And my essay for that volume was called Capitalism, Laws– to David’s point– and the Need for Trustworthy Institutions in both sectors. We have lost trust in our institutions, and it’s partly because of the way these institutions, basically, create symbiosis that are harming society, and create impunity for everybody involved in the private sector and in government. So when asked what’s gone wrong with capitalism, my answer was, it’s destroyed, undermined, overwhelmed corrupted democracies. And so our democracies are partly in trouble and in crisis in an intertwined crisis with the– whatever people might view is the crisis of capitalism.

And in that essay, I– well, people talk about shareholder capitalism, et cetera, I called it something similar to what you’re talking about, I called it financialized capitalism. So financialization has to do with the way corporate governance works, the maximization of stock price, return on equity, all these accounting metrics, financialized metrics as an objective, and as a way that corporate leaders are– what they’re chasing. And the inability of democratic governments to actually set the rules of the game for these legal persons and to enforce on these legal persons a set of rules.

The legal system has not envisioned corporations. The Constitution has not envisioned corporations. But corporations go to court. And in a book on this called We the corporations, Adam Winkler from UCLA discusses the civil rights movements of corporations all happening in the courts, and receiving more and more rights, including speech rights, religious rights that were intended for human beings, and then using the 14th Amendment and others to acquire more and more rights. But when it comes to piercing the corporate veil for accountability, we are nowhere good.

And Sam Bankman-Fried is the exception that proves the rule. There are extreme cases where a person like him or like Elizabeth Holmes produce a lot of evidence, especially about defrauding investors. In this case there were customers as well, but in the case of– in cases of other wrongdoings, a lot of times the impact people are employees or customers, but shareholders run supreme even in the legal system. When they can claim to be harmed, they can go to court with class action suits and anywhere else. When their lawyers think that the stock price went down, they will sue.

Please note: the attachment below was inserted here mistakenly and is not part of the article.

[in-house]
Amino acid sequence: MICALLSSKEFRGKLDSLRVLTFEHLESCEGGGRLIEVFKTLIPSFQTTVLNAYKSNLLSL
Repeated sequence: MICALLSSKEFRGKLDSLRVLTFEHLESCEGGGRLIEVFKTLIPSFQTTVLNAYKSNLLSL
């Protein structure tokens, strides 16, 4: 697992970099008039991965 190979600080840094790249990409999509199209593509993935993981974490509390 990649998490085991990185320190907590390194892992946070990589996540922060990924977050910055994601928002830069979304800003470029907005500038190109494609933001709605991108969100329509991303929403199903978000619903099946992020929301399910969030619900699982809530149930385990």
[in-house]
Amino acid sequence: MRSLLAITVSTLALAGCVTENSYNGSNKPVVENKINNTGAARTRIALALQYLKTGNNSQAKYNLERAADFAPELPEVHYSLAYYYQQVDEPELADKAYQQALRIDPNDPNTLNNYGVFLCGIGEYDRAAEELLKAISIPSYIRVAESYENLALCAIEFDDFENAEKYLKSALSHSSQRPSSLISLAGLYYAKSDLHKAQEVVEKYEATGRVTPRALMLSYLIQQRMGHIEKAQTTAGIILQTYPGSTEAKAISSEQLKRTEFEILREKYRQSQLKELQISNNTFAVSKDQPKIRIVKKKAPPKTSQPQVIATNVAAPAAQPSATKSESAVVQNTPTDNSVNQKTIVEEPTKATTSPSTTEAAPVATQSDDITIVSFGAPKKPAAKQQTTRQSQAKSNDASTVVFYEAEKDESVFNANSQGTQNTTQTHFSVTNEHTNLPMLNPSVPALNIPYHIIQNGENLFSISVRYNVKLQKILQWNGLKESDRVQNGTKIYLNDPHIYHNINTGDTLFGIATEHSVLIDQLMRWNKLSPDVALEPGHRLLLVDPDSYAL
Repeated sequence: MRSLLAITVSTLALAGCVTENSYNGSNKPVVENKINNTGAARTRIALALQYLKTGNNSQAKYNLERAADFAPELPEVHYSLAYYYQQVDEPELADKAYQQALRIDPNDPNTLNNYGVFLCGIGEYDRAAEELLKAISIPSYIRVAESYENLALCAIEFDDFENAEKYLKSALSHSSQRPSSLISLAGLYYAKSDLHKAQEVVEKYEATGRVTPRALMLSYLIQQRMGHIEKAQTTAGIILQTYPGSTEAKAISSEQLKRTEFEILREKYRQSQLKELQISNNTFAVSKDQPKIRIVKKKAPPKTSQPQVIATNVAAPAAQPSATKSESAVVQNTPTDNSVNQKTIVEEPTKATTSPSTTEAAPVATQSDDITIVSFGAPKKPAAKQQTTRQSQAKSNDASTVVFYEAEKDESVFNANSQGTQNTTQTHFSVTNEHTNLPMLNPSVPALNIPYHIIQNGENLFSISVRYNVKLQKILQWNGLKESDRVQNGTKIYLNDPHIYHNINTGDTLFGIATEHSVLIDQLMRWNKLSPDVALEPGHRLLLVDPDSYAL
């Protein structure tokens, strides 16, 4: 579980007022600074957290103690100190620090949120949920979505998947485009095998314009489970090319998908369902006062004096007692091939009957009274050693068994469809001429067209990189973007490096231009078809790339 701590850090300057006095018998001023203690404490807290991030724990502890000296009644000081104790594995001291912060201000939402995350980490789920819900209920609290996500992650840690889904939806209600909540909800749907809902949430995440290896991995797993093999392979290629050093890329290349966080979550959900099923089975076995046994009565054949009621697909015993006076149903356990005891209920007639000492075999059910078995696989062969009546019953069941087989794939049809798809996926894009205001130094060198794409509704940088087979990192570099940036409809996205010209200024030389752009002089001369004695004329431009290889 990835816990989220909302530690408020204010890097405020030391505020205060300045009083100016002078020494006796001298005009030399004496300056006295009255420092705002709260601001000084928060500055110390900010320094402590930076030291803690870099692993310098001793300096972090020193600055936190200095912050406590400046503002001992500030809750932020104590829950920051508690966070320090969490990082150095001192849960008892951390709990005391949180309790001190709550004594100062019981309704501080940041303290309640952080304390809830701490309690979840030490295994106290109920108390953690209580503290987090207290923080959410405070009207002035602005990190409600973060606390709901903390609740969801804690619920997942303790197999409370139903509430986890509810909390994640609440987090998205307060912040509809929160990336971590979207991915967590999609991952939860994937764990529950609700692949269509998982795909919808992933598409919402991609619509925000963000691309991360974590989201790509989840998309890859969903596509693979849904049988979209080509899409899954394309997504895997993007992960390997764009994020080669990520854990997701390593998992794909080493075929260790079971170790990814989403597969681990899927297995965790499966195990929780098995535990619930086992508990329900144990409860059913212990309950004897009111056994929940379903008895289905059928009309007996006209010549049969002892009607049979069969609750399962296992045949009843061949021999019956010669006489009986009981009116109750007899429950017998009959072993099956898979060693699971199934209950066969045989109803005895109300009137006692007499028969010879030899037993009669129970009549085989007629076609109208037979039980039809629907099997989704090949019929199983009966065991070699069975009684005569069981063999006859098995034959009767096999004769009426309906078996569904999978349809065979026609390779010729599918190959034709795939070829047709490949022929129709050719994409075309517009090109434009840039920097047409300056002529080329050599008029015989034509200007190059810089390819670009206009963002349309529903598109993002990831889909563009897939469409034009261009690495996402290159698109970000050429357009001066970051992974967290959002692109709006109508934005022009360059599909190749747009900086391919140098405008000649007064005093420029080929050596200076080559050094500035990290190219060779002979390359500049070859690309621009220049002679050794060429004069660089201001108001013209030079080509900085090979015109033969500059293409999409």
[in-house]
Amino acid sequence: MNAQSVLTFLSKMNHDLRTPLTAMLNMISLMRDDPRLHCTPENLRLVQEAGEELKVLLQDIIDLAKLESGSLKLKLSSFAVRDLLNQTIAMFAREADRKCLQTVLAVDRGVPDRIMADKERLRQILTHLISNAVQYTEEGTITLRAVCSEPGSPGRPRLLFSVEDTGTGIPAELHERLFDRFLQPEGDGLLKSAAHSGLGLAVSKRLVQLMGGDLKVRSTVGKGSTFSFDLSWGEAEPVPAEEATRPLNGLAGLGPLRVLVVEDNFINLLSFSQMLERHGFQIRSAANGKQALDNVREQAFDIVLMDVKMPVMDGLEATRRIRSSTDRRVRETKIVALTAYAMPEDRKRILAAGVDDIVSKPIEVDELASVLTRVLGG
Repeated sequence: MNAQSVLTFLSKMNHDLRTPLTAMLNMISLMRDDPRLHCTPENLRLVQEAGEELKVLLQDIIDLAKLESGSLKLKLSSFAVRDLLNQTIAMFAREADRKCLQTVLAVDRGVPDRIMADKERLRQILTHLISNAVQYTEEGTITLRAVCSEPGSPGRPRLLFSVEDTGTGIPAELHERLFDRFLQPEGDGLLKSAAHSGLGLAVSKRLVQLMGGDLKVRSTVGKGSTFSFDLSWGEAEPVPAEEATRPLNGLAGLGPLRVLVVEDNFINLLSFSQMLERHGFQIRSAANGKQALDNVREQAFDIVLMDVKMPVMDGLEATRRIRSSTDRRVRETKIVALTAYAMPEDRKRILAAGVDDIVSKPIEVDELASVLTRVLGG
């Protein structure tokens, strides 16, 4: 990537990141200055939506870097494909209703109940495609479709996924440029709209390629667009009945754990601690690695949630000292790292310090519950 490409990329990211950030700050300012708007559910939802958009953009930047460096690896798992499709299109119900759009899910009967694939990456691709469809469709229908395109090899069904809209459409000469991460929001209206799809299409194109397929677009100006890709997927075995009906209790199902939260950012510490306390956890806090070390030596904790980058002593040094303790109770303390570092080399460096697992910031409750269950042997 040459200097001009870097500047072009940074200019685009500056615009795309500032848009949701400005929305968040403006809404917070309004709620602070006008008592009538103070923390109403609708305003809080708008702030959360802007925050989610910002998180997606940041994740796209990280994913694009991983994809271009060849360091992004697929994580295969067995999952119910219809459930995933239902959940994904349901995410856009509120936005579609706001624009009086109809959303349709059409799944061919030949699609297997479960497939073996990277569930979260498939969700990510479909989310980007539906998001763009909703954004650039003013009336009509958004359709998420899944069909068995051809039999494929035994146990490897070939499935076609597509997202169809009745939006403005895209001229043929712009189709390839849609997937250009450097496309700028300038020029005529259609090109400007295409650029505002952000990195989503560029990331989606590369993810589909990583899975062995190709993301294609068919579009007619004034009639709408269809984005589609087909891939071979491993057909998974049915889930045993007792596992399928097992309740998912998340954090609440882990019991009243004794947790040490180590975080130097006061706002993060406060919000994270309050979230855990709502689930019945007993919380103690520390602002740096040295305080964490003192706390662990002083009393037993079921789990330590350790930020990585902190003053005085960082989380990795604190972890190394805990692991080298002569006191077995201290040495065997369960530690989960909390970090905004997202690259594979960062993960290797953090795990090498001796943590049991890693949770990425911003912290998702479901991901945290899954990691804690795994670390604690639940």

Meanwhile, many customers and employees, except for some new law on sexual harassment, are relegated to mandatory arbitration and don’t even have access to the law even when they are harmed. So in the private law as well as in the public law, we really have lost the battle on corporate impunity, corporate leaders impunity when they are able to do it through the corporation as opposed to be the ones at the top actually uttering the fraud as in the case of Elizabeth Holmes, of Sam Bankman-Fried. Those are extreme cases. But in other cases, the culpability and the diffused responsibility are making it so– and the ability to create legal shields is making impunity a pervasive problem in the economy, and certainly in banking and beyond.

One other final comment, the book is very much about financial crisis, but this problem is not one of crises. Crises are where we see something wrong, but it can be wrong all the time and hidden from view. So I view the entire system as highly distorted and unhealthy, starting with the financial– with the private sector corporation, and continuing to some other corporations in other sectors depending on what they need for good rules of the game and where their rules might be more or less ineffective depending on the sector and the situation.

You have wage theft, you have all kinds of pollution, you have all kinds of agencies and laws that corporations have to comply with. And oftentimes, either they just don’t, or don’t get caught breaking them, or the fines that they pay are not even commensurate with the harm, let alone do anything to the individuals involved because it’s too hard, because it’s too costly.

And there are a bunch of books on this right now, Chickenshit Club, Why the Innocent Plead Guilty and the Guilty Go Free, Too Big To Jail, multiple books about that with those kinds of titles. And we can go on into how the mechanics of corporate settlements is, and we go through a lot of these examples in the new edition of the book for which I have the preface and table of content here enough for everybody in this room. So pick up one.

Give you about 10 minutes to respond to these comments, and then we’ll open it up to have a discussion.